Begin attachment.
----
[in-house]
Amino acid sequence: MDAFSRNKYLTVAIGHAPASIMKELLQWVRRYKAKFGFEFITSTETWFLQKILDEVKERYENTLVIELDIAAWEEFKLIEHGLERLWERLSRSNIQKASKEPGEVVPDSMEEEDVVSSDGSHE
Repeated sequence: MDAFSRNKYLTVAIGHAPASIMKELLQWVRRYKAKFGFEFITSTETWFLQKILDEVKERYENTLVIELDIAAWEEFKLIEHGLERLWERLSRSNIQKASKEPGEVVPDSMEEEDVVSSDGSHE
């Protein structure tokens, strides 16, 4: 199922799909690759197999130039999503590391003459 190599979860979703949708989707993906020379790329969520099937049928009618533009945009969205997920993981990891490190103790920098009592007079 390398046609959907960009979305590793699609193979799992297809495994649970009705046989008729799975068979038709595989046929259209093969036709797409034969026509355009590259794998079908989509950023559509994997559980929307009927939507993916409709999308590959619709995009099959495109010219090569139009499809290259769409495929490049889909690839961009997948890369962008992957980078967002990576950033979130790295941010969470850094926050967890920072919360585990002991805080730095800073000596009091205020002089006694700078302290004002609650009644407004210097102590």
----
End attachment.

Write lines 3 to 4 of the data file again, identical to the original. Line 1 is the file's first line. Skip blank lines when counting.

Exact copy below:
Repeated sequence: MDAFSRNKYLTVAIGHAPASIMKELLQWVRRYKAKFGFEFITSTETWFLQKILDEVKERYENTLVIELDIAAWEEFKLIEHGLERLWERLSRSNIQKASKEPGEVVPDSMEEEDVVSSDGSHE
């Protein structure tokens, strides 16, 4: 199922799909690759197999130039999503590391003459 190599979860979703949708989707993906020379790329969520099937049928009618533009945009969205997920993981990891490190103790920098009592007079 390398046609959907960009979305590793699609193979799992297809495994649970009705046989008729799975068979038709595989046929259209093969036709797409034969026509355009590259794998079908989509950023559509994997559980929307009927939507993916409709999308590959619709995009099959495109010219090569139009499809290259769409495929490049889909690839961009997948890369962008992957980078967002990576950033979130790295941010969470850094926050967890920072919360585990002991805080730095800073000596009091205020002089006694700078302290004002609650009644407004210097102590």